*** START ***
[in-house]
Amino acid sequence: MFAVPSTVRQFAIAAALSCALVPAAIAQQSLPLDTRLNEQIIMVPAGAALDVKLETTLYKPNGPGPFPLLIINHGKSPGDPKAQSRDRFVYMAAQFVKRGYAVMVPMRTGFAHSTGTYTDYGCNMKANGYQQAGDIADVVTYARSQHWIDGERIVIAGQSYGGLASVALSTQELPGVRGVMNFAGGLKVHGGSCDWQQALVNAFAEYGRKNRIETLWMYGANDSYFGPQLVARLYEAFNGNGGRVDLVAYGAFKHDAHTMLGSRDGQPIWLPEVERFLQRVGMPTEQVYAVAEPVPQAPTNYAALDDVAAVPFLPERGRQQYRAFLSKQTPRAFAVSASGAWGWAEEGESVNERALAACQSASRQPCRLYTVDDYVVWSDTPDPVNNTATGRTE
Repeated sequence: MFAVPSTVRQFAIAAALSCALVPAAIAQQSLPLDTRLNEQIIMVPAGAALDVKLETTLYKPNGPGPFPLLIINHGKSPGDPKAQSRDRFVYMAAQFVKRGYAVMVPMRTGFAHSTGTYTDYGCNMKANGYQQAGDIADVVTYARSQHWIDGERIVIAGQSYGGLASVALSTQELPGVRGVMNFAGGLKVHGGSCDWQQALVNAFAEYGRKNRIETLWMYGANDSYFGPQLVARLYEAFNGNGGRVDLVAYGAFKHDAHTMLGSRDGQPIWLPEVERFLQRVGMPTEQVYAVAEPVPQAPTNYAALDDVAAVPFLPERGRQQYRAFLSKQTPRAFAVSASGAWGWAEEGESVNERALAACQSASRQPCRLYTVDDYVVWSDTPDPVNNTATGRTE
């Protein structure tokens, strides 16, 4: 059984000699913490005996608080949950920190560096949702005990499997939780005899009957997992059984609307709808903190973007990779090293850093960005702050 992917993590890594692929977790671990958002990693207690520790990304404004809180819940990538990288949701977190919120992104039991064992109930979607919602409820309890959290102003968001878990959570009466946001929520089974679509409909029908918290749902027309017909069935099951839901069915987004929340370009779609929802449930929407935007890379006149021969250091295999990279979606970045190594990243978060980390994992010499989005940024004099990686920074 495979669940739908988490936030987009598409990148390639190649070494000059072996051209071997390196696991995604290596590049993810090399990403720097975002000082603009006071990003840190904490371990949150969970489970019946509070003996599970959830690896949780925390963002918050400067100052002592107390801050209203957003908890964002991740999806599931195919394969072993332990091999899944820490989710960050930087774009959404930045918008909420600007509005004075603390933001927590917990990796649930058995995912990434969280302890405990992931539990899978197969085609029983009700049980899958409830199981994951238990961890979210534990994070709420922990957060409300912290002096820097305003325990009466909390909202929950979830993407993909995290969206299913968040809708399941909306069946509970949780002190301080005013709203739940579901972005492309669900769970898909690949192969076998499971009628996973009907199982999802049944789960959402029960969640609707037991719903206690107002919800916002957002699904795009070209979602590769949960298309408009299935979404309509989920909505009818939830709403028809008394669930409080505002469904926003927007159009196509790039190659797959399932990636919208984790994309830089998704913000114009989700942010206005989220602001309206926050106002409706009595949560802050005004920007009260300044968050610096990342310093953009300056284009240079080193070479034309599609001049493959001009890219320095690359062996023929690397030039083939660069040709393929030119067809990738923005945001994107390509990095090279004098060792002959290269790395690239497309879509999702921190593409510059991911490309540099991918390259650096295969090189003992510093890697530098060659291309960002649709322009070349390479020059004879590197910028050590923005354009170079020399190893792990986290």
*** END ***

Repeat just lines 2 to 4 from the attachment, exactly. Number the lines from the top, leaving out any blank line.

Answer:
Amino acid sequence: MFAVPSTVRQFAIAAALSCALVPAAIAQQSLPLDTRLNEQIIMVPAGAALDVKLETTLYKPNGPGPFPLLIINHGKSPGDPKAQSRDRFVYMAAQFVKRGYAVMVPMRTGFAHSTGTYTDYGCNMKANGYQQAGDIADVVTYARSQHWIDGERIVIAGQSYGGLASVALSTQELPGVRGVMNFAGGLKVHGGSCDWQQALVNAFAEYGRKNRIETLWMYGANDSYFGPQLVARLYEAFNGNGGRVDLVAYGAFKHDAHTMLGSRDGQPIWLPEVERFLQRVGMPTEQVYAVAEPVPQAPTNYAALDDVAAVPFLPERGRQQYRAFLSKQTPRAFAVSASGAWGWAEEGESVNERALAACQSASRQPCRLYTVDDYVVWSDTPDPVNNTATGRTE
Repeated sequence: MFAVPSTVRQFAIAAALSCALVPAAIAQQSLPLDTRLNEQIIMVPAGAALDVKLETTLYKPNGPGPFPLLIINHGKSPGDPKAQSRDRFVYMAAQFVKRGYAVMVPMRTGFAHSTGTYTDYGCNMKANGYQQAGDIADVVTYARSQHWIDGERIVIAGQSYGGLASVALSTQELPGVRGVMNFAGGLKVHGGSCDWQQALVNAFAEYGRKNRIETLWMYGANDSYFGPQLVARLYEAFNGNGGRVDLVAYGAFKHDAHTMLGSRDGQPIWLPEVERFLQRVGMPTEQVYAVAEPVPQAPTNYAALDDVAAVPFLPERGRQQYRAFLSKQTPRAFAVSASGAWGWAEEGESVNERALAACQSASRQPCRLYTVDDYVVWSDTPDPVNNTATGRTE
């Protein structure tokens, strides 16, 4: 059984000699913490005996608080949950920190560096949702005990499997939780005899009957997992059984609307709808903190973007990779090293850093960005702050 992917993590890594692929977790671990958002990693207690520790990304404004809180819940990538990288949701977190919120992104039991064992109930979607919602409820309890959290102003968001878990959570009466946001929520089974679509409909029908918290749902027309017909069935099951839901069915987004929340370009779609929802449930929407935007890379006149021969250091295999990279979606970045190594990243978060980390994992010499989005940024004099990686920074 495979669940739908988490936030987009598409990148390639190649070494000059072996051209071997390196696991995604290596590049993810090399990403720097975002000082603009006071990003840190904490371990949150969970489970019946509070003996599970959830690896949780925390963002918050400067100052002592107390801050209203957003908890964002991740999806599931195919394969072993332990091999899944820490989710960050930087774009959404930045918008909420600007509005004075603390933001927590917990990796649930058995995912990434969280302890405990992931539990899978197969085609029983009700049980899958409830199981994951238990961890979210534990994070709420922990957060409300912290002096820097305003325990009466909390909202929950979830993407993909995290969206299913968040809708399941909306069946509970949780002190301080005013709203739940579901972005492309669900769970898909690949192969076998499971009628996973009907199982999802049944789960959402029960969640609707037991719903206690107002919800916002957002699904795009070209979602590769949960298309408009299935979404309509989920909505009818939830709403028809008394669930409080505002469904926003927007159009196509790039190659797959399932990636919208984790994309830089998704913000114009989700942010206005989220602001309206926050106002409706009595949560802050005004920007009260300044968050610096990342310093953009300056284009240079080193070479034309599609001049493959001009890219320095690359062996023929690397030039083939660069040709393929030119067809990738923005945001994107390509990095090279004098060792002959290269790395690239497309879509999702921190593409510059991911490309540099991918390259650096295969090189003992510093890697530098060659291309960002649709322009070349390479020059004879590197910028050590923005354009170079020399190893792990986290």